WE ARE GRATEFUL TO TONI BRADLEY FOR THIS ELOQUENT CONTRIBUTION.
A lament for the passing of the Kilrea Bridge Club. ♥ ♠ ♦ ♣
After the last hand is played and the bidding boxes packed away all that’s left are the shared memories. So what do we recall about those sixty or seventy odd years when playing a game of bridge lightened the load of the working week? When Owen McWilliams would forget the road home in his distraction over a diamond not finessed or a slam missed by his partner Phil McCotter. When Patsy Mc Nicholl, whilst working to keep the streets of the town spotless, would take his bridge book to read and, maybe, call in with Teresa Dempsey to discuss the advantages of opening the weak two. These folk have long passed into legend — bridge legend. ♥ ♠ ♦ ♣
As has the story, that after the second world war a group of American Airmen —in no hurry to go home — first introduced the game to the town’s folk. Certainly, by the 1960’s, a small group of locals were gathering in each other’s houses to play their favourite game; Phil, Patsy, Owen, Theresa Dr. Mc Gurk, Eddie McIntyre to name but a few. It soon gained traction and by the 1970’s these early pioneers began to recruit and train other eager novices. It was their generosity and patience that saw the founding of the Kilrea Bridge Club in Karina Lodge in the late 1970’s. ♥ ♠ ♦ ♣
When I consider the many years of the club’s existence and all the different venues, of one thing I’m certain: we never made any money for our hosts and relied on their support and good will to allow us to continue in their premises. The New Point, the Mercer’s Arms, the Manor Hotel and latterly for many years the Marian Hall in Kilrea all stepped up to support us. They made us welcome, warmed the rooms, opened the bar and on some unforgettable occasions hosted our Christmas parties, events where bridge —for once— wasn’t uppermost on our minds. ♥ ♠ ♦ ♣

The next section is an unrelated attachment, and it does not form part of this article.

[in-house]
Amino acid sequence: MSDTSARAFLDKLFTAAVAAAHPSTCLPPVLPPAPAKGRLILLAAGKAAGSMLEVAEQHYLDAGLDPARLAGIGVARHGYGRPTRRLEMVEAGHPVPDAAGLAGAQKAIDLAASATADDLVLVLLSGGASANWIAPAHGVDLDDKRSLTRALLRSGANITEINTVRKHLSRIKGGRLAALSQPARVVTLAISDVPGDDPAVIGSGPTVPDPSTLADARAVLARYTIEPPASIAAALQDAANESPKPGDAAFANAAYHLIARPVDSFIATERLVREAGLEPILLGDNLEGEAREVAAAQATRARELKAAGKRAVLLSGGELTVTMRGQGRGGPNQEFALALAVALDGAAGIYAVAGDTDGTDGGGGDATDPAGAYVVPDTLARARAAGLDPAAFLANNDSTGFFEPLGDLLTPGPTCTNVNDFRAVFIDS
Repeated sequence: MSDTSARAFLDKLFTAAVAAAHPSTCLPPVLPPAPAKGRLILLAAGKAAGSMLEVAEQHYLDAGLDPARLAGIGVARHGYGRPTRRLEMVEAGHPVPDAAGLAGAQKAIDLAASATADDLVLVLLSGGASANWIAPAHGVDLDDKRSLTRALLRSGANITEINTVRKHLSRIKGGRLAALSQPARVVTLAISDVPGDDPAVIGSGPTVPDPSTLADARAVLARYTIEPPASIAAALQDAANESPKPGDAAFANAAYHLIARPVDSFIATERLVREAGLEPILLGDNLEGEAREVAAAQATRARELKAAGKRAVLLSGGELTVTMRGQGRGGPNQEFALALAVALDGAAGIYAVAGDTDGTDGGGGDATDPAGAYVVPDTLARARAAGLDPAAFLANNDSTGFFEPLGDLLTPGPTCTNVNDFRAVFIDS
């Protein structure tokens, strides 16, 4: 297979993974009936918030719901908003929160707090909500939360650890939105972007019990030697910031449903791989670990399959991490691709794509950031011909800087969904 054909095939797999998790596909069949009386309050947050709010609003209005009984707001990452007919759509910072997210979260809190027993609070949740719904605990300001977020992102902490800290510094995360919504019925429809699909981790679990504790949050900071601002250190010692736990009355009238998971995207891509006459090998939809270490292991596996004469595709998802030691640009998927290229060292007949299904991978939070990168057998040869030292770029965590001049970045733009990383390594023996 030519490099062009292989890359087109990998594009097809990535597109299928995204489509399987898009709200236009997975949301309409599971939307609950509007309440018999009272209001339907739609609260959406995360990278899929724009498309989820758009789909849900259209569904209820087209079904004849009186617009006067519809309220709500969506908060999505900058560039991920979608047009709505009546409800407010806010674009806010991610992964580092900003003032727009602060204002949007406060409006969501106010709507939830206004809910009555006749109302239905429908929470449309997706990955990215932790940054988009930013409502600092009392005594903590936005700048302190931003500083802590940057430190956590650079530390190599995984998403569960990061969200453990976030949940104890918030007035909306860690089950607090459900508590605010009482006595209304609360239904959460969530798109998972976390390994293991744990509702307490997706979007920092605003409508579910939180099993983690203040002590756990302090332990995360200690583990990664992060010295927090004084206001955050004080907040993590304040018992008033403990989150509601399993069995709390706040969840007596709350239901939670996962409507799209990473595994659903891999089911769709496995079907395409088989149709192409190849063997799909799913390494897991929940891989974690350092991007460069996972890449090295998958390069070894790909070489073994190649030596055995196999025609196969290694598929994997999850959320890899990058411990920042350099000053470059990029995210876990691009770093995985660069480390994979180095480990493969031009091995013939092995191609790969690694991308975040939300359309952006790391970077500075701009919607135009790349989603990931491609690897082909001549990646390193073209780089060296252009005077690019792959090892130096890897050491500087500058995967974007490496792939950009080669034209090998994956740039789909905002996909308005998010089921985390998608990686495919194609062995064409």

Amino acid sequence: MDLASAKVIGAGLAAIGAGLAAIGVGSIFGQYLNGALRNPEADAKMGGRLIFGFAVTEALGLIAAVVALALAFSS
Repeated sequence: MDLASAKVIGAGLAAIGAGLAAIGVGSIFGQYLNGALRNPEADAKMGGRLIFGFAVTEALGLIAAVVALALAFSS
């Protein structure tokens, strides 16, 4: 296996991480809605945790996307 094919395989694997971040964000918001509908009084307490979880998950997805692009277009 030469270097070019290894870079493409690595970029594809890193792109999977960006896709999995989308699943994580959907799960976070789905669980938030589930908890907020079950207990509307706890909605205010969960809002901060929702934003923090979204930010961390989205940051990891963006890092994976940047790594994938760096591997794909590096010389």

The club went from strength to strength and at its height regularly attracted a full twelve tables. Ballerin, Upperlands, Swatragh, Dungiven, Maghera, Bellaghy, Ballymena all the local areas supported our club. Remember the years when the Rainey sisters Annie and Mary, Kitty Kennedy, Kathleen McEldowney, Lawrence Callan, Tommy McKendry, Michael Mc Kiernan and many more filled the smoke-filled rooms? I still see them all solemnly holding their cards to their chests whilst praying for that inspiring lead. When another beloved member, John Eddie Mullan died, an annual competition was held in his memory and his family donated a cup. ♥ ♠ ♦ ♣
Eddie Mc Intyre ran the club for very many years but, as his health deteriorated, James McAllister, helped by his wife Kathleen, took over all aspects of its management and organisation. Bridge has traditionally been seen as a placid game for the elderly and that reputation has been hard to shake off. We players know it to be a merciless game, the killing strategies and deadly finesses at the table leave many a one vulnerable and shaking. No quarter is given either to the beginners or the Masters. ♥ ♠ ♦ ♣
It was James who ran a series of beginner’s classes in the Marian Hall. Although they were well attended and received the best of support it proved difficult to sustain the requisite numbers to maintain a vibrant thriving club. Things were bad — then Covid struck. Now that the club has taken the decision to close, this elegy is a thank you for all the joy it has given us and a deep sorrow at its passing. ♥ ♠ ♦ ♣